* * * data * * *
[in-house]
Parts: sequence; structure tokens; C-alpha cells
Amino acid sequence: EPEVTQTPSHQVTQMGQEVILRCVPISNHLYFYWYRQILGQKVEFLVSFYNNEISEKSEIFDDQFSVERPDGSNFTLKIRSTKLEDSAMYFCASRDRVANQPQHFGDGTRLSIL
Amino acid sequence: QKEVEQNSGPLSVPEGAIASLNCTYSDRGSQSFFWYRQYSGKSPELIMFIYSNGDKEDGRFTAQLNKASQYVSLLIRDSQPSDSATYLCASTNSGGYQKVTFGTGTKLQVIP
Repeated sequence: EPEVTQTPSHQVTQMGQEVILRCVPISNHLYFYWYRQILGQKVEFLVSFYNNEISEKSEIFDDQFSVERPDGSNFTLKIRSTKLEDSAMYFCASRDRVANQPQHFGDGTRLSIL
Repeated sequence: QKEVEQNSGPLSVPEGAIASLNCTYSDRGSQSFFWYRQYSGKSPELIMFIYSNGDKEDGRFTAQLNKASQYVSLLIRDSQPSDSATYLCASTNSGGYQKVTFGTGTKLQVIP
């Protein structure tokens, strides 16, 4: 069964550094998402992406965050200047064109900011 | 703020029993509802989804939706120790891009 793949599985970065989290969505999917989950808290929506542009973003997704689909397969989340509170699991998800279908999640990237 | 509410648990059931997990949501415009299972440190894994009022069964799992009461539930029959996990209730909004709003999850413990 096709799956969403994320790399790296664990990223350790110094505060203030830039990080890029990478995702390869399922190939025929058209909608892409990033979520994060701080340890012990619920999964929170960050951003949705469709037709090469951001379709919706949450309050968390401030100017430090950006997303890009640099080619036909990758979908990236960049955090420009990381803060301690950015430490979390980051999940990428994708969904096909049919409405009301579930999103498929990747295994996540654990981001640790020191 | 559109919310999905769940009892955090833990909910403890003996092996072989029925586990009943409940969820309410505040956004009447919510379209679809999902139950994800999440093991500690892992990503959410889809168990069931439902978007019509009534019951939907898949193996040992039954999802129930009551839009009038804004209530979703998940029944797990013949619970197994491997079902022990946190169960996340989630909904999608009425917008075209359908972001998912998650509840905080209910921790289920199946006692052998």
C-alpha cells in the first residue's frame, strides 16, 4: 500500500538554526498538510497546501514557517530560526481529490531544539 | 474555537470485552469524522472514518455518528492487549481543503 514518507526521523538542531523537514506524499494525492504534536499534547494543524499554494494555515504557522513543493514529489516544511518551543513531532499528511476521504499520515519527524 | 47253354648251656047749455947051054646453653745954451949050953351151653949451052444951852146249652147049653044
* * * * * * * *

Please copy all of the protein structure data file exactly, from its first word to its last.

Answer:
[in-house]
Parts: sequence; structure tokens; C-alpha cells
Amino acid sequence: EPEVTQTPSHQVTQMGQEVILRCVPISNHLYFYWYRQILGQKVEFLVSFYNNEISEKSEIFDDQFSVERPDGSNFTLKIRSTKLEDSAMYFCASRDRVANQPQHFGDGTRLSIL
Amino acid sequence: QKEVEQNSGPLSVPEGAIASLNCTYSDRGSQSFFWYRQYSGKSPELIMFIYSNGDKEDGRFTAQLNKASQYVSLLIRDSQPSDSATYLCASTNSGGYQKVTFGTGTKLQVIP
Repeated sequence: EPEVTQTPSHQVTQMGQEVILRCVPISNHLYFYWYRQILGQKVEFLVSFYNNEISEKSEIFDDQFSVERPDGSNFTLKIRSTKLEDSAMYFCASRDRVANQPQHFGDGTRLSIL
Repeated sequence: QKEVEQNSGPLSVPEGAIASLNCTYSDRGSQSFFWYRQYSGKSPELIMFIYSNGDKEDGRFTAQLNKASQYVSLLIRDSQPSDSATYLCASTNSGGYQKVTFGTGTKLQVIP
């Protein structure tokens, strides 16, 4: 069964550094998402992406965050200047064109900011 | 703020029993509802989804939706120790891009 793949599985970065989290969505999917989950808290929506542009973003997704689909397969989340509170699991998800279908999640990237 | 509410648990059931997990949501415009299972440190894994009022069964799992009461539930029959996990209730909004709003999850413990 096709799956969403994320790399790296664990990223350790110094505060203030830039990080890029990478995702390869399922190939025929058209909608892409990033979520994060701080340890012990619920999964929170960050951003949705469709037709090469951001379709919706949450309050968390401030100017430090950006997303890009640099080619036909990758979908990236960049955090420009990381803060301690950015430490979390980051999940990428994708969904096909049919409405009301579930999103498929990747295994996540654990981001640790020191 | 559109919310999905769940009892955090833990909910403890003996092996072989029925586990009943409940969820309410505040956004009447919510379209679809999902139950994800999440093991500690892992990503959410889809168990069931439902978007019509009534019951939907898949193996040992039954999802129930009551839009009038804004209530979703998940029944797990013949619970197994491997079902022990946190169960996340989630909904999608009425917008075209359908972001998912998650509840905080209910921790289920199946006692052998």
C-alpha cells in the first residue's frame, strides 16, 4: 500500500538554526498538510497546501514557517530560526481529490531544539 | 474555537470485552469524522472514518455518528492487549481543503 514518507526521523538542531523537514506524499494525492504534536499534547494543524499554494494555515504557522513543493514529489516544511518551543513531532499528511476521504499520515519527524 | 47253354648251656047749455947051054646453653745954451949050953351151653949451052444951852146249652147049653044